in health in regards to African Americans tend to have the highest mortality rate, the highest morbidity rate. And what we are trying to do is
figure out how do we improve health throughout their lives. One of the best ways is to start them off with breastfeeding. But when you look at
the statistical information, it shows that African Americans are less likely to breastfeed their babies for any real length of time. We know that
breastfeeding for a great length of time — we’re not talking just for two weeks although any length of time is important — the longer you
breastfeed, the more health benefits come to the mother as well as to the baby for the rest of their lives. When we say the rest of their lives,
people need to know that breastfeeding actually improves your health throughout your life. We’re talking about decreasing diabetes. We’re
talking about reducing the chances of certain cancers. We’re talking about growth and development. We’re talking about speech and language.
We’re talking about brain development. The health benefits go on and on and on. When we tell people about it, we need this particular
population to not only buy into it, but the community as a whole also needs to buy in. This group definitely needs to breastfeed because of the
benefits that we know it can do.”

Barnett-Bridges feels that breastfeeding initiatives must be culturally-relevant.

“One of the things that I would like people to realize is that for the African American population — and I’m believing this for a lot of the other
communities of color — have life that is specific to their communities,” Barnett-Bridges said. “Let us work with the communities, with each of
these groups, to actually figure out how it would work best to improve their health. And they will buy into it. But we have been unsuccessful in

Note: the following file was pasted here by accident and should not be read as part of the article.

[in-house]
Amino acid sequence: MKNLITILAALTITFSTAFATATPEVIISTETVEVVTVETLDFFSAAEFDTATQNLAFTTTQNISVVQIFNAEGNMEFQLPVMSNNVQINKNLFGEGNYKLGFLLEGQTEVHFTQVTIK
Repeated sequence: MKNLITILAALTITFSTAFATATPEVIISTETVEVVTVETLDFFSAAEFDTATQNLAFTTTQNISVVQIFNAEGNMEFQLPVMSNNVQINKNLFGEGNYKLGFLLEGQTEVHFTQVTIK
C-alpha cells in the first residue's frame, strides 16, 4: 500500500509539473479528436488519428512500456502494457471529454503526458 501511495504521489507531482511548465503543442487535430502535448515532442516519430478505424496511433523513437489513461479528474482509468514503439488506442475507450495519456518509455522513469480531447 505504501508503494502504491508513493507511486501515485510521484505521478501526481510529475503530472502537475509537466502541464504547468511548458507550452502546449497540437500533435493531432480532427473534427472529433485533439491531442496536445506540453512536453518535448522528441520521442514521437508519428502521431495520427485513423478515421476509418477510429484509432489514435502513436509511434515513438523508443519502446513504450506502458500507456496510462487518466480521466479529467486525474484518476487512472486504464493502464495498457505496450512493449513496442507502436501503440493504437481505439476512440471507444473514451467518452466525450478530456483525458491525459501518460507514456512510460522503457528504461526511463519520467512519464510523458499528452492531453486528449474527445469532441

understanding that they have to buy into this information. The rest of the community needs to support them buying in to this health initiative. In
other countries, as I study more and more about breastfeeding, they take people from the community, teach them about what they want to know
in regards to health and they take them back into the community to actually provide education and support and guidance and resources to that
community. I don’t think we do that here. We have not done that and if we keep doing this the way that we have been doing it, it’s not going to
work. Not until the community itself buys in, will it work.”

But then the larger community also has to be supportive of women breastfeeding in public places and other places. Oftentimes, mothers are
made to feel self-conscious while breastfeeding in a public place — which is protected by law — due to attitudes of the people around the baby
and child. According to Banks, it is the mainstream culture that fosters those attitudes.

“Part of the problem is the sexualization of breasts,” Banks emphasized. “In this country, people have become so involved in how they look at
breasts, that seeing a woman breastfeeding a baby becomes negative to them and becomes sexualized.”

“If you are in a restaurant and you choose to feed your baby, no one can come up to you and say, ‘Don’t feed the baby or you need to get out of
here,’” Barnett-Bridges added. “There is a fine. I give people a little card that tells you that information. I tell them, ‘If someone says something
to you, show them the card. And tell them that they can drop the $100-$200 fine on you right now. Don’t worry about going to court.’”

Next issue: Brain development and exercise
Part 1 of 2

By Jonathan Gramling

Back in the early to mid-1990s into the 200s, a health collaboration,
South Madison Family & Health Center – Harambee located in the
Villager Mall, really had it going on in terms of offering comprehensive
health and family services to the African American and Latino
communities. The Family Enhancement Family Resource Center, Head
Start, the Madison Public Library, Access Community Health and other
partners created a one-stop shop for early childhood education and
health.

And perhaps it was no coincidence that for a period of time in the early
2000s, the gap in infant mortality rates between African Americans
and Euro-Americans virtually disappeared. While Public Health couldn’
t scientifically prove how the gap disappeared, many within the
collaboration felt that their efforts were primarily responsible.